Hundreds of thousands of protesters flooded cities around Syria on Friday in what activists described as the largest outpouring against the regime of President Bashar Assad and a powerful message of the opposition's resolve.
At least 24 people were killed in various clashes, activists said.
The rage — flaring in dozens of places at the same time — further strained the resources of Assad's security forces and military as they also try to choke off a refugee wave into Turkey.
The centerpiece of the latest protests — the central city of Hama — brings further complications for the government. Security forces moved outside Hama in early June after shootings that left 65 people dead, and now the streets appear fully under the sway of the opposition with at least 200,000 people gathering Friday in the central square, activists said.
Crowd estimates and other details cannot be independently verified. The Syrian government has banned most foreign media from the country and restricted coverage.
But the protest surge Friday appeared to dwarf recent weeks as Assad's forces tried to wear down the opposition with relentless force. Syrian rights groups say more than 1,400 people have been killed, most of them unarmed protesters, since mid-March.
The regime disputes the toll, blaming "armed thugs" and foreign conspirators for the unrest that has posed the most serious challenge to the Assad family's 40-year ruling dynasty in Syria.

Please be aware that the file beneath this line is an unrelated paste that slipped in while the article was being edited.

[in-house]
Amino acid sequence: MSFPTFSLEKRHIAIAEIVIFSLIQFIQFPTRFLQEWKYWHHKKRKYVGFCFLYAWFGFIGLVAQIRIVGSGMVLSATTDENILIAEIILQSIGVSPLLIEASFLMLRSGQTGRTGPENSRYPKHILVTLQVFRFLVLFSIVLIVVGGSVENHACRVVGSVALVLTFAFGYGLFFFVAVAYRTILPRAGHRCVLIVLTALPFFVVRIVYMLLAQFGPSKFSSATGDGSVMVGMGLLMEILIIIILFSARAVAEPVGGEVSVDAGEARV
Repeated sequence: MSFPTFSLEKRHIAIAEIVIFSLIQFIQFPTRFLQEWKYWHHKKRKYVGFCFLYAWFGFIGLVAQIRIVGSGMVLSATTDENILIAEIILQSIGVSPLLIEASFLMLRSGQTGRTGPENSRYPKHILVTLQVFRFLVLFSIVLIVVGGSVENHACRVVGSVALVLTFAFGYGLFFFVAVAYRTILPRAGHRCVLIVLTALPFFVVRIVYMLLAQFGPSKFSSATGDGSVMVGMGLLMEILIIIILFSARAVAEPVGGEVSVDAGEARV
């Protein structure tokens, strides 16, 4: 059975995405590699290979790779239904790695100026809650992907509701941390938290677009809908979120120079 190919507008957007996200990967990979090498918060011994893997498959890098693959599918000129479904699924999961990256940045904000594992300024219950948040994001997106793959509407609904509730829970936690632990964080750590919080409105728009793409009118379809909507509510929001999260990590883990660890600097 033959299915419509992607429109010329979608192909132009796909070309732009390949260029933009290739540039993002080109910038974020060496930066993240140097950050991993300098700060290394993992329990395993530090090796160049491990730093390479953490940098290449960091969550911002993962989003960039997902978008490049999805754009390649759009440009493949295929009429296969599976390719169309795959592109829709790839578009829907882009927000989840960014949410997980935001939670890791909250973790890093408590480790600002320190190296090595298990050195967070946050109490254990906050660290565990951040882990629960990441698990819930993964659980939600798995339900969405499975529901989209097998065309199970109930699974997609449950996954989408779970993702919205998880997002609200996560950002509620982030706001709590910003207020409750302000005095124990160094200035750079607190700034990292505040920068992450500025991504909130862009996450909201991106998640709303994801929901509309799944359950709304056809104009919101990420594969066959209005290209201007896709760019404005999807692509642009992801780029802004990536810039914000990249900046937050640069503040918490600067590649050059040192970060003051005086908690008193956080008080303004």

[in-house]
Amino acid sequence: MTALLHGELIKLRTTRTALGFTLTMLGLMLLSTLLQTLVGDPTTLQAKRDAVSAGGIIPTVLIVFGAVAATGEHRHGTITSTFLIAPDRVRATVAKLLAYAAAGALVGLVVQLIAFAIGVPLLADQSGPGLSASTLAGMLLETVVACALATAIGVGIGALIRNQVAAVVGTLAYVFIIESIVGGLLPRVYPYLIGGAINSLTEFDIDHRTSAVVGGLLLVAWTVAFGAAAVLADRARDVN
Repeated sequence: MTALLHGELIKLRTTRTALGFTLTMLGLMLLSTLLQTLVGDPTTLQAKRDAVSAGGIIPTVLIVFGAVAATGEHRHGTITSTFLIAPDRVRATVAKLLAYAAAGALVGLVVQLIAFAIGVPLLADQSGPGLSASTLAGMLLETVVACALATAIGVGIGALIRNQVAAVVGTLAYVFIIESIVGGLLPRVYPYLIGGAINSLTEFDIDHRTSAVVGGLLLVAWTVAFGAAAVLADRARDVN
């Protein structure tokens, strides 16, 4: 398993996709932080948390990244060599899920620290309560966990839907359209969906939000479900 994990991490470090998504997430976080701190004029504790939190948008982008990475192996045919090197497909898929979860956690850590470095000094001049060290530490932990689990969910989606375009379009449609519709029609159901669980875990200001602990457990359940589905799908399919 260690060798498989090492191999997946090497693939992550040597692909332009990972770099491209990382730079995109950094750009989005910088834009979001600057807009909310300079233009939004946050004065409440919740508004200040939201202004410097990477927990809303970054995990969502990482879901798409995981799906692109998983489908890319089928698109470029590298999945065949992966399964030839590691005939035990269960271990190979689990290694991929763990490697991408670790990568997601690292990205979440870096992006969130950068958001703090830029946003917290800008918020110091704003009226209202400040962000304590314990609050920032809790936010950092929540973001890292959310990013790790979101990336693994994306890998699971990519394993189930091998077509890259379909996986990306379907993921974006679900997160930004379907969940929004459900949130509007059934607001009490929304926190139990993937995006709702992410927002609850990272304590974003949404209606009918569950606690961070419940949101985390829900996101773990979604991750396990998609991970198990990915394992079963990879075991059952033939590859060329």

Encouraged by the widening protests, prominent opposition figures plan to convene a 'national salvation' conference in Damascus on July 16 to reach a broad based blueprint for solving Syria's political crisis.
"In light of the military solution chosen by the regime to end the revolution, the conference aims to reach a consensus guided by the popular protest movement for a transitional period and a national salvation government that lays the foundation for a new constitution and free elections," said a statement by the organisers, which was sent to Reuters.
The statement was signed by 50 figures, including Kurdish leader Mishaal al-Tammo, former judge Haitham al-Maleh, Nawaf al-Bashir, a tribal leader from the eastern province of Deir al-Zor, economist Aref Dalila, a fierce critic of the Assad's family's involvement in business and Walid al-Bunni, a physician who played a major role in a movement for democracy crushed by Assad ten years ago known as Damascus Spring.